Sometimes business owners, benefit coordinators, and office managers tell me “Our investment advice is free.” Unfortunately, they don’t understand how expense ratios and advisor fees work.
For the sake of brevity, I’m going to discuss the share classes in mutual funds and ETFs, which are the core of most 401(k) plans today.
So, what exactly are share classes? And how do they effect your bottom line?
To put it simply, the share classes in a mutual fund are just a way for brokers, advisors, and clearing houses to hide their fees. Let’s look at just how many share classes one mutual fund can have:
Yep- that’s the exact same mutual fund with 17 different share classes!
From this list, you can see that the R6 and F3 share class have the lowest gross expense ratios. You can also see a direct correlation between lower expense ratio and higher returns.
So why are there so many different share classes? Because there are fees added to each class that pay the mutual fund company, marketers, brokers, and advisors who charge commission. Further, the difference between A, B, and C shares of mutual funds are simply when the commission is paid to the advisor or broker.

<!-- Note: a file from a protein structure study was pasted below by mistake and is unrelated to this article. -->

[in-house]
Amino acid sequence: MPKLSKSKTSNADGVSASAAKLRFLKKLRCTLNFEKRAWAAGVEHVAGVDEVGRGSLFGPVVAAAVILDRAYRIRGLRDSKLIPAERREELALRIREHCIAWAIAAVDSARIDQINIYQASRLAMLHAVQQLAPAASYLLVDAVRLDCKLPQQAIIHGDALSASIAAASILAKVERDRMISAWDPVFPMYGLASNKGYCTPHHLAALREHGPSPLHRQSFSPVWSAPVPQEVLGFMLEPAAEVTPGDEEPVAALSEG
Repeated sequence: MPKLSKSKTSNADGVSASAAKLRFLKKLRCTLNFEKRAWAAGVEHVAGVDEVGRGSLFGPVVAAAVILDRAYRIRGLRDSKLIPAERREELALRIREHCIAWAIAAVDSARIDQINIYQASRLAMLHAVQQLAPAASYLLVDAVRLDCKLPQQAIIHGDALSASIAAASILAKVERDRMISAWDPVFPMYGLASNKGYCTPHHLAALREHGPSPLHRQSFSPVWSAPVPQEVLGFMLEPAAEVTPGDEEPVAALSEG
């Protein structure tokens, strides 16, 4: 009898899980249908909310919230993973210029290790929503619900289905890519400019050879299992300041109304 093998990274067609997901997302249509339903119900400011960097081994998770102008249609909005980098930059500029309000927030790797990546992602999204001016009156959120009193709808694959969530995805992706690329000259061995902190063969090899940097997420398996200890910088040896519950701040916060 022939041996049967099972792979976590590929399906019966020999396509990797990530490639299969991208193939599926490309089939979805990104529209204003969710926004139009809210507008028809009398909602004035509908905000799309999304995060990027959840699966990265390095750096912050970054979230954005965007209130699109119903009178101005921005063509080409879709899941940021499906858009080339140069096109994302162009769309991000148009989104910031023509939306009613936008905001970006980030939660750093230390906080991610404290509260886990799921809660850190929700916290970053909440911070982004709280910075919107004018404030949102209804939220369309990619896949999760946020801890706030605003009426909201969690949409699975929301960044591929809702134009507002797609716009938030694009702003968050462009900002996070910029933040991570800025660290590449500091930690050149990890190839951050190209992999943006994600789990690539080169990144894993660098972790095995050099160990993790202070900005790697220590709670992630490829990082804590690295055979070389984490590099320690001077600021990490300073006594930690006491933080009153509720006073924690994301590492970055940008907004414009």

We see that an R6 share class would be most beneficial in a 401(k) plan as the 529 classes are only permissible in 529 plans. The R6 is almost half the cost of your standard A share, yet most business owners and managers don’t know they exist, and certainly don’t demand them from their plan advisor.
When I sit down with a plan administrator and explain this they commonly reply, “well why hasn’t my current plan advisor offered these more cost-efficient share classes?”. Honestly, because that’s how your advisor is getting paid.
If you don’t see R shares in your 401(k) or other retirement plan, it’s time to review your plan. To find out how much money has been leaking from your retirement by something as simple as a share class- and how to reverse that leakage, contact us today.